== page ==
Mies Van Der Rohe, Resor House, Jackson, USA, 1943
Mies Van Der Rohe, Resor House (a.k.a. Snake River Ranch), Moose Wilson Road, Jackson Hole, Teton County, Wyoming, USA, 1943.
In 1937 Mies was engaged to design a summer house in Wyoming for Helen Resor (Museum of Modern Art trustee and advertising executive) and her husband. The house was to be built over a man-made stream flowing from the Snake River. Floor-to-ceiling glazing, previously used by Mies in Europe in the Tugendhat House and the German Pavilion for the International Exposition in Barcelona, enclosed both sides of the main room. Mies also made an interior architecture out of the placement of furniture and the positioning of murals and freestanding painting. Mies’ design of the house went hand in hand with his choice of materials: unpainted reddish black cypress boards for the exterior cladding as well as the interior walls, ceilings, and doors of the upper floor and service wing; and a pinkish native fieldstone for the walls on the ground level, the fireplace wall, and the central stairway. This was the first and only project for which Mies proposed wood as a cladding material, and here he represented a kind of American skin to cover the modernist skeleton of his construction.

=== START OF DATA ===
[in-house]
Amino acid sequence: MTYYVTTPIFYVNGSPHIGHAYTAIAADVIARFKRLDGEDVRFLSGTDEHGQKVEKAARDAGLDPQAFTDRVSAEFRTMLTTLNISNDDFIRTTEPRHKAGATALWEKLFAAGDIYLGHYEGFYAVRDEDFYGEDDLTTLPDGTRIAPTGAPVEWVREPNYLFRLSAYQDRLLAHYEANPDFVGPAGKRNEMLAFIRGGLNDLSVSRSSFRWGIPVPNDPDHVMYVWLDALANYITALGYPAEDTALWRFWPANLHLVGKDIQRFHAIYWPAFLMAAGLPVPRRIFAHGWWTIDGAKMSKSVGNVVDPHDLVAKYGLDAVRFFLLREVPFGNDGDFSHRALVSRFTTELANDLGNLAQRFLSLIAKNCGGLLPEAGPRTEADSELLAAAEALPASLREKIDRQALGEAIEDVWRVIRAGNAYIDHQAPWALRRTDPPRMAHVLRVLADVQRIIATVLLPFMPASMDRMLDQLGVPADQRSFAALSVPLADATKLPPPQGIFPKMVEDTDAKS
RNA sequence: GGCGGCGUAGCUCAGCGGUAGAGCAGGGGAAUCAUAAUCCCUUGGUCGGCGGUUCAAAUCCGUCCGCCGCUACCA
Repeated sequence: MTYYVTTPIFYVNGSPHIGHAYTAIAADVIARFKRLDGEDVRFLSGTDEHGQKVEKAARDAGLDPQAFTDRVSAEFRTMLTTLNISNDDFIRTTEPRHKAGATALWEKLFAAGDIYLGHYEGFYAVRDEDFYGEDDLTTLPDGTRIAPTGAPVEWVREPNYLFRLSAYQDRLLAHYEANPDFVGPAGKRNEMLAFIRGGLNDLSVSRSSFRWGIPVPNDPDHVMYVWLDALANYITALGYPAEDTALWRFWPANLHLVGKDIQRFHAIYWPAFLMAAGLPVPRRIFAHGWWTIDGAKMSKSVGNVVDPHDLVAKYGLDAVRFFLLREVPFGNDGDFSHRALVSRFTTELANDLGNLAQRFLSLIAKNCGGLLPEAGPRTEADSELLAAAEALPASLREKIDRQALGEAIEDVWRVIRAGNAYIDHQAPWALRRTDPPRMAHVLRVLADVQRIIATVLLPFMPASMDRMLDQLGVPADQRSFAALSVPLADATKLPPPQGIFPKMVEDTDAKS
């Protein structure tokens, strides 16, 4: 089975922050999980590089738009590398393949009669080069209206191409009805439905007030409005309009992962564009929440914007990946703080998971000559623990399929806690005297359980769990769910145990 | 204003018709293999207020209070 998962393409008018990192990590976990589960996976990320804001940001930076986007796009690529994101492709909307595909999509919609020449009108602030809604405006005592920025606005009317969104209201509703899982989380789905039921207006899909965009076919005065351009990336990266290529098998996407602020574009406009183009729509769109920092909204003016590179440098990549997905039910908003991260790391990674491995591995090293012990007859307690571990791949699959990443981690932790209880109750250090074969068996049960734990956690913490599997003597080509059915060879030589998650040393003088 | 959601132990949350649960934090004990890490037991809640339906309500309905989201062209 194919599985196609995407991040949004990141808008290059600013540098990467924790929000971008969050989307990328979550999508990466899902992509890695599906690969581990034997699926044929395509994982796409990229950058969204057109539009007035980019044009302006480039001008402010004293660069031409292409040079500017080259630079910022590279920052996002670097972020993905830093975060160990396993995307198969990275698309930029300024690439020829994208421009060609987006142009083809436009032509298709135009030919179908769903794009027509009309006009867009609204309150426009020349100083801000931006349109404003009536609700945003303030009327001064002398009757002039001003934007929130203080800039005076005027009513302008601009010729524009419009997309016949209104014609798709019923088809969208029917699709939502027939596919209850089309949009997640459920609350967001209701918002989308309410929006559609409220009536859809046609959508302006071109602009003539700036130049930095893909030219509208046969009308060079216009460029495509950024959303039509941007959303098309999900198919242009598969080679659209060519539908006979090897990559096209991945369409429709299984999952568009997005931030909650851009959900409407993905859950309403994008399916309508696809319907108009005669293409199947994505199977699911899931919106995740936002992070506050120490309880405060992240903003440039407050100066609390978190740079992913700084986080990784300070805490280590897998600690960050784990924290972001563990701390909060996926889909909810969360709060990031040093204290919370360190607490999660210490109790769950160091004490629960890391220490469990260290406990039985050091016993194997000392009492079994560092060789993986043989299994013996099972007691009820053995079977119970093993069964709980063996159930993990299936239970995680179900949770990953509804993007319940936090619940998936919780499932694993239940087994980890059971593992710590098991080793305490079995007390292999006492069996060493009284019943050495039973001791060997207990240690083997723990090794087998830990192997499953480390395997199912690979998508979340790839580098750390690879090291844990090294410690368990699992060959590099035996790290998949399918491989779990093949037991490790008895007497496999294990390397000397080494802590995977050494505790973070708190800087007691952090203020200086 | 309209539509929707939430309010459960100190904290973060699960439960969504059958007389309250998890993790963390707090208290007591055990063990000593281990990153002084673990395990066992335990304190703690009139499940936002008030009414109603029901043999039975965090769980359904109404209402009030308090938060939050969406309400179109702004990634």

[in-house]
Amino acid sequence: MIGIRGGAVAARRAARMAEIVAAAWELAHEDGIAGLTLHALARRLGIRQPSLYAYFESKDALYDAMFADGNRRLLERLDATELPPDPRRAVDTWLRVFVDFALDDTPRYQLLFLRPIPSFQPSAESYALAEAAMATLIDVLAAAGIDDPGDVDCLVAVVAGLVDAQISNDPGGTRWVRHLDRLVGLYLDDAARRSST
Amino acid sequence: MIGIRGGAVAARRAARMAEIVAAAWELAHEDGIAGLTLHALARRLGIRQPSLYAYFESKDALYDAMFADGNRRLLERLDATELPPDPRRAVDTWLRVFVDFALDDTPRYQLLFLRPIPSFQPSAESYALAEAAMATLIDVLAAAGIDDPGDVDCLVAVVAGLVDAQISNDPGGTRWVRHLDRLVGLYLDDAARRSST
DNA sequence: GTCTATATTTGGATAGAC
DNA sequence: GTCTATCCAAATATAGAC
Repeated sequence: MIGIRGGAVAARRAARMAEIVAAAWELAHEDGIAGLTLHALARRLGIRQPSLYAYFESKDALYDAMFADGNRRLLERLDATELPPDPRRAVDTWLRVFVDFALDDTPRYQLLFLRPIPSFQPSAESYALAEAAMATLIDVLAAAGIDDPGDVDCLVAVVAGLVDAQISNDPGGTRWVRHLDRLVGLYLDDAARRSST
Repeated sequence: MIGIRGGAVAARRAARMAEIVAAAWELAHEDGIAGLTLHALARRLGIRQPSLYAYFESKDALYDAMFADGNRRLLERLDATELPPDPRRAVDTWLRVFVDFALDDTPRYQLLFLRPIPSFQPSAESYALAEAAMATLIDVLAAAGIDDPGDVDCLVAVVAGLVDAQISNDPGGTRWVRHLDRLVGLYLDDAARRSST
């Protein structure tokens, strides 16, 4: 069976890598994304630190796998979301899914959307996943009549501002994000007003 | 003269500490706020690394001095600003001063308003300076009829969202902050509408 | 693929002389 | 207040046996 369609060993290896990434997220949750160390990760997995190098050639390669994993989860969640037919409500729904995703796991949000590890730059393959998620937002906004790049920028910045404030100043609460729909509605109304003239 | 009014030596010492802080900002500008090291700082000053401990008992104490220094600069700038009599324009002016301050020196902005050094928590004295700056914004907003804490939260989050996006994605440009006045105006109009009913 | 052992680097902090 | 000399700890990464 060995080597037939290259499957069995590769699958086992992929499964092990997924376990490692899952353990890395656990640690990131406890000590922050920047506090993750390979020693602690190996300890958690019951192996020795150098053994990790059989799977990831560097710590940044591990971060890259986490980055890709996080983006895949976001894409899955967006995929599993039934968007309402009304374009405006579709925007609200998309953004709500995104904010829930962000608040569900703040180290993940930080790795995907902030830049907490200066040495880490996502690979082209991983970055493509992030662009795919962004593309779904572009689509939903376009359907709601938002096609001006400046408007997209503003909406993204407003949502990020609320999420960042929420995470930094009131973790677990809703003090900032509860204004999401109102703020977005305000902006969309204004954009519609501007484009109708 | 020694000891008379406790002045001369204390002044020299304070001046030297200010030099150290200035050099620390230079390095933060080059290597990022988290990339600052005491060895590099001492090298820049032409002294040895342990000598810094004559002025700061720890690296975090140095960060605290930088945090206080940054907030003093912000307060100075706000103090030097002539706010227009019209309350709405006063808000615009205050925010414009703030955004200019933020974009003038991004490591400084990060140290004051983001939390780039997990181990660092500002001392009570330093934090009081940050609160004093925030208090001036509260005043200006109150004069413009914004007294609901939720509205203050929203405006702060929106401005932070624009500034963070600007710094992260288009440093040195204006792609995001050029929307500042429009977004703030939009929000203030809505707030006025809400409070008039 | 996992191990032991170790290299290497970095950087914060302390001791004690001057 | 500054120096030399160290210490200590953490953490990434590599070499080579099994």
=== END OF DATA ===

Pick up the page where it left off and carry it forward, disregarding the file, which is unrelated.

Van der Rohe, Mies Ludwig. 1992. The Mies van der Rohe archive: [an illustrated catalogue of the Mies van der Rohe drawings in the Museum of modern art]. 7: Resor House. London, New York: Garland.
Reviewed by Irmina Gerełło, March 2017.